Mumbling a few closing comments into the cab of the vehicle, I run into the hotel, try not to get in too deep of an interaction with the dour receptionist, rush up to my room, throw on the air conditioning, change, drink copious amounts of cold fluid, then am out the door again, and following a few purchases at the Exito, find myself some four blocks to the east at the Mai Mai burger establishment, which I have to admit prepares a very good burger, and given the alternatives for food in the evening, it is certainly not the worst choice.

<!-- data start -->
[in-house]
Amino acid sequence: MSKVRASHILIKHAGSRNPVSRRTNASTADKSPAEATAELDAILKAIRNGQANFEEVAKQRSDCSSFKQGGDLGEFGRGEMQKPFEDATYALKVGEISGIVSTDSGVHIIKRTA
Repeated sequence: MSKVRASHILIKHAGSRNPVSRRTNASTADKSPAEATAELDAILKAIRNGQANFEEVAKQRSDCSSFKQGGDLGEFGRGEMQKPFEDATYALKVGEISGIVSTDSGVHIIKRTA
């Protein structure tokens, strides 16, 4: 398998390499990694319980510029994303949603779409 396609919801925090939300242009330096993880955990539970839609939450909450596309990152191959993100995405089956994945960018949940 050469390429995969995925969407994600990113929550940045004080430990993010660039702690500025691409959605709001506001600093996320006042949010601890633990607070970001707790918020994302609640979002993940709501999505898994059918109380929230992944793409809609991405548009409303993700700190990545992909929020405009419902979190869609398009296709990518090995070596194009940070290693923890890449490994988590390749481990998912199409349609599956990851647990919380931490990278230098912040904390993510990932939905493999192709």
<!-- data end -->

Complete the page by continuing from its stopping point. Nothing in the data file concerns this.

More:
The other attraction of the country awaits me upon my return to the hotel, namely the political gatherings, a stage set up for the Partido Verde involving a jarring joropo band, the well-endowed singer crooning about the bonds between a man and woman, and that a healthy relationship should only be between people of the opposite sex, which I find interesting to be promoted at this particular party’s gathering. A few blocks further, and bereft of music, speakers are imploring the crowd gathered across the entirety of the boulevard to vote for the Partido Criollo, which attracts a crowd of largely country folk, at least based on the appearance of the participants and the ubiquitous sombrero worn in the llanura.